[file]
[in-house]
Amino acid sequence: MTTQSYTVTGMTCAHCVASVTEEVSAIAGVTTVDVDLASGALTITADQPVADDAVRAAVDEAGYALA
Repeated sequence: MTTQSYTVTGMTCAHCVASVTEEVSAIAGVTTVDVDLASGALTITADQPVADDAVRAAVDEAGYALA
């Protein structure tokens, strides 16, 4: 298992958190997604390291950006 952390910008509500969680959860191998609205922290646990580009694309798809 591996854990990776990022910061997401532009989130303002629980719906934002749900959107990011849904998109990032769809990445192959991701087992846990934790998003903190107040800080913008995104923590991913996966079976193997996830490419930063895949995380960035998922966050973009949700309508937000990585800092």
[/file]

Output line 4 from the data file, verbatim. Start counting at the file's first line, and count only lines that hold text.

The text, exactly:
């Protein structure tokens, strides 16, 4: 298992958190997604390291950006 952390910008509500969680959860191998609205922290646990580009694309798809 591996854990990776990022910061997401532009989130303002629980719906934002749900959107990011849904998109990032769809990445192959991701087992846990934790998003903190107040800080913008995104923590991913996966079976193997996830490419930063895949995380960035998922966050973009949700309508937000990585800092």